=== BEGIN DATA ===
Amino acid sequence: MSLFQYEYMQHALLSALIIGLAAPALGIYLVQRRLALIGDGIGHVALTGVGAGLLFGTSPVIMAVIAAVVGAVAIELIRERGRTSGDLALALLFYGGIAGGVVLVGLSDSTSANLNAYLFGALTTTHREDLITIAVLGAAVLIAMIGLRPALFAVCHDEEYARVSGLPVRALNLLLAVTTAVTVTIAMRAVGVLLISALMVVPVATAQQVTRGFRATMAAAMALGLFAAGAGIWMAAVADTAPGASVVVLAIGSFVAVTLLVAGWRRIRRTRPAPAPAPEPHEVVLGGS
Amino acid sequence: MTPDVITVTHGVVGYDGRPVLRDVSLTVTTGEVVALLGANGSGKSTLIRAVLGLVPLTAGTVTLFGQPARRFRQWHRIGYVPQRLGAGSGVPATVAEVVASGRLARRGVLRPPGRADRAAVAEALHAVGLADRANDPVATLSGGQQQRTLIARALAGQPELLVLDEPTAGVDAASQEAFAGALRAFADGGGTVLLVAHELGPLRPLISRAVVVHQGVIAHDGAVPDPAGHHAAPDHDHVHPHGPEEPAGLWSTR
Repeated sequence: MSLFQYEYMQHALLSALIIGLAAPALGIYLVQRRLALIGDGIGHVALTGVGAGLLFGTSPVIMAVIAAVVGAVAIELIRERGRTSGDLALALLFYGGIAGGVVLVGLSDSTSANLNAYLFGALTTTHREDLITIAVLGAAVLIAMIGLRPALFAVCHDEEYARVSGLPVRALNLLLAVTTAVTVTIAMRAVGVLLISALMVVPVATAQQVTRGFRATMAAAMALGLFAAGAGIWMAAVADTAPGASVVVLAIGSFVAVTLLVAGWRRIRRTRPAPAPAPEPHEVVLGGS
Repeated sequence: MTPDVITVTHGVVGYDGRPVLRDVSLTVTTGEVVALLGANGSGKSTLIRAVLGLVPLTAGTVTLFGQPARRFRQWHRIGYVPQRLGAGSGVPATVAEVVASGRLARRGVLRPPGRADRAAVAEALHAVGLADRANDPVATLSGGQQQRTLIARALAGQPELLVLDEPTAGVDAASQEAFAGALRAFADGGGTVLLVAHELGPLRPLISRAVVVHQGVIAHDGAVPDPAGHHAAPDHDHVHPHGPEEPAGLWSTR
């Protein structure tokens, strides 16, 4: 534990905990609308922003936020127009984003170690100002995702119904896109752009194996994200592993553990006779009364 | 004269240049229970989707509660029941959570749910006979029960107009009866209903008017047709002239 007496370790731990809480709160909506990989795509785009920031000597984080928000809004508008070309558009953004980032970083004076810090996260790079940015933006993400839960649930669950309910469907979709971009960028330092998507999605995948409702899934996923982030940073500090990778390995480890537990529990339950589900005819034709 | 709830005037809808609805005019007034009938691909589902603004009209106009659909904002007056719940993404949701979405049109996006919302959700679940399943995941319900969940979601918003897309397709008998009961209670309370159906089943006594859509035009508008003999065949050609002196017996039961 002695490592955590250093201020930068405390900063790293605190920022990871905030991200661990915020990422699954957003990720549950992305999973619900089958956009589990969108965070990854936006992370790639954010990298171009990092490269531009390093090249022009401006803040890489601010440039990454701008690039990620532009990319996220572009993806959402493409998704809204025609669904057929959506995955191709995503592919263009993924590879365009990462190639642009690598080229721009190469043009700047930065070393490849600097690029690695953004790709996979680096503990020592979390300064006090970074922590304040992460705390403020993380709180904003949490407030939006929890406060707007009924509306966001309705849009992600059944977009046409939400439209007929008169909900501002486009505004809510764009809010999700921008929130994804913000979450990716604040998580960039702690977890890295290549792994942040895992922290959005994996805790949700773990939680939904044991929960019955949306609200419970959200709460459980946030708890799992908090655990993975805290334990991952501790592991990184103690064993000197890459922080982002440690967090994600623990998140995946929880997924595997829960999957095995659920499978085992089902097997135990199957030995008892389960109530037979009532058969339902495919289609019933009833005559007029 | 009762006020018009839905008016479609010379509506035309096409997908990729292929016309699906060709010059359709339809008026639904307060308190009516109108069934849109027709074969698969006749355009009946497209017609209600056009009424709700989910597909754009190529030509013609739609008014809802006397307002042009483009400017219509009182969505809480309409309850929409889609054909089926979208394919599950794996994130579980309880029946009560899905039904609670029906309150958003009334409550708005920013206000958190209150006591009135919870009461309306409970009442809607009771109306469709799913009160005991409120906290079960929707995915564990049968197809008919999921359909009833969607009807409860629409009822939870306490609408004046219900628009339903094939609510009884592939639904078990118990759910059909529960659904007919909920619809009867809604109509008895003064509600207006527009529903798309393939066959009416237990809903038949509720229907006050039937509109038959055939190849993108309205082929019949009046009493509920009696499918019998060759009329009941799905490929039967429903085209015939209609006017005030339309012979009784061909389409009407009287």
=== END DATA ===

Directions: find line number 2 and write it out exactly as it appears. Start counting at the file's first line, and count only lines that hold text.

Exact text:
Amino acid sequence: MTPDVITVTHGVVGYDGRPVLRDVSLTVTTGEVVALLGANGSGKSTLIRAVLGLVPLTAGTVTLFGQPARRFRQWHRIGYVPQRLGAGSGVPATVAEVVASGRLARRGVLRPPGRADRAAVAEALHAVGLADRANDPVATLSGGQQQRTLIARALAGQPELLVLDEPTAGVDAASQEAFAGALRAFADGGGTVLLVAHELGPLRPLISRAVVVHQGVIAHDGAVPDPAGHHAAPDHDHVHPHGPEEPAGLWSTR